Defense counsel, who is no better, having miscalculated both the date of docketing and the manner in which time is calculated, unpersuasively argues that plaintiffs' motion is time-barred. Local Rule 6.3 requires that "[a] notice of motion for reconsideration . . . shall be served within ten (10) days after the docketing of the court's determination of the original motion."*fn3 Plaintiffs have complied with this requirement Because Tamayo II was docketed on January 30, 2004 and Local Rule 6.4 and Fed.R.Civ.P. 6(a) provide that time periods of eleven days or less exclude weekends and legal holidays for the purposes of time computation, the last day plaintiffs could have served their notice of motion was February 17, 2004.*fn4 Defendant acknowledges that plaintiffs'original motion for reconsideration was dated February 17, 2004.*fn5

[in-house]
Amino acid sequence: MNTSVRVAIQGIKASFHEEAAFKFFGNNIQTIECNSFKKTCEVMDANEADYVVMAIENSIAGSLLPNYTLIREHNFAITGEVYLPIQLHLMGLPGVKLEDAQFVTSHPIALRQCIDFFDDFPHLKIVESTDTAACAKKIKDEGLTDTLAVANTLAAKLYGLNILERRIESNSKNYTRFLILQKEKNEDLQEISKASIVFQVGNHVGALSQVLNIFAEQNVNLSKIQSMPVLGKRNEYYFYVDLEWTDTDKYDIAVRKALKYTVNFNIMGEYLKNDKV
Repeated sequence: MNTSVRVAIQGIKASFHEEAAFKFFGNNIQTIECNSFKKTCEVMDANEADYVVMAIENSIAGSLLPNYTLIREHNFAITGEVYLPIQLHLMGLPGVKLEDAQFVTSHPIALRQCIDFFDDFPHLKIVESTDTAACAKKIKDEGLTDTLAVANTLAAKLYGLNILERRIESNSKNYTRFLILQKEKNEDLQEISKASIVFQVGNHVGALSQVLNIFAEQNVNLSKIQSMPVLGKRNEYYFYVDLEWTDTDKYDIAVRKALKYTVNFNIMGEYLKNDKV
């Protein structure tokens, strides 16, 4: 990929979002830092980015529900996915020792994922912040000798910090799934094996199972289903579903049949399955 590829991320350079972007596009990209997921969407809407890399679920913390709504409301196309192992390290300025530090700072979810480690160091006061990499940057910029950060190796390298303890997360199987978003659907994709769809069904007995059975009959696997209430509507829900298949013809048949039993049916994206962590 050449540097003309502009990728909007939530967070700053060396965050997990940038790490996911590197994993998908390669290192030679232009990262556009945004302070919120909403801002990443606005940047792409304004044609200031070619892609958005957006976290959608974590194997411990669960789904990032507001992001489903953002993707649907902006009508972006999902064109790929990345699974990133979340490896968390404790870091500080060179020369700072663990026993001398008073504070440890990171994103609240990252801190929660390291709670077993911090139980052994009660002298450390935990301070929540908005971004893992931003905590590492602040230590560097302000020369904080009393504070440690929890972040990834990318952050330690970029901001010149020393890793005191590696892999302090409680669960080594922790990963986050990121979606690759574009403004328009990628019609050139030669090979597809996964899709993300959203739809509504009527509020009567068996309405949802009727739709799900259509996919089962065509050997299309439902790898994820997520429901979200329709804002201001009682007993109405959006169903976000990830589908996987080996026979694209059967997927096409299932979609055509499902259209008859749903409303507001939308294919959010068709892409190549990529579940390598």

Even if defendant was not served with plaintiffs' motion papers by February 17, 2004 as required under Local Rule 6.3, plaintiffs submitted a letter to the Court on February 2, 2004 (the first business day after Tamayo II was docketed) in which they requested a pre-trial conference to Page 4 discuss the Tamayo II Opinion because they believed the Court had overlooked a material issue of fact with respect to Tamayo's Title VII claim. The Court, however, was unavailable for a pre-trial conference and therefore directed plaintiffs to submit a motion for reconsideration, and, by Order dated February 17, 2004, set out a briefing schedule. While plaintiffs ought to have moved for reconsideration in the first instance as Local Rule 6.3 directs, this Court will not elevate form over substance to find plaintiffs' motion to be untimely. In re Holocaust Victim Assets Litig., 282 F.3d 103, 107 (2d Cir. 2002) (construing letters to the district court as a motion for reconsideration); RLS Assocs., LLC v. United Bank of Kuwait PLC, No. 01 Civ. 1290, 2003 WL 22801918, at *1 (S.D.N.Y. Nov. 24, 2003) (same).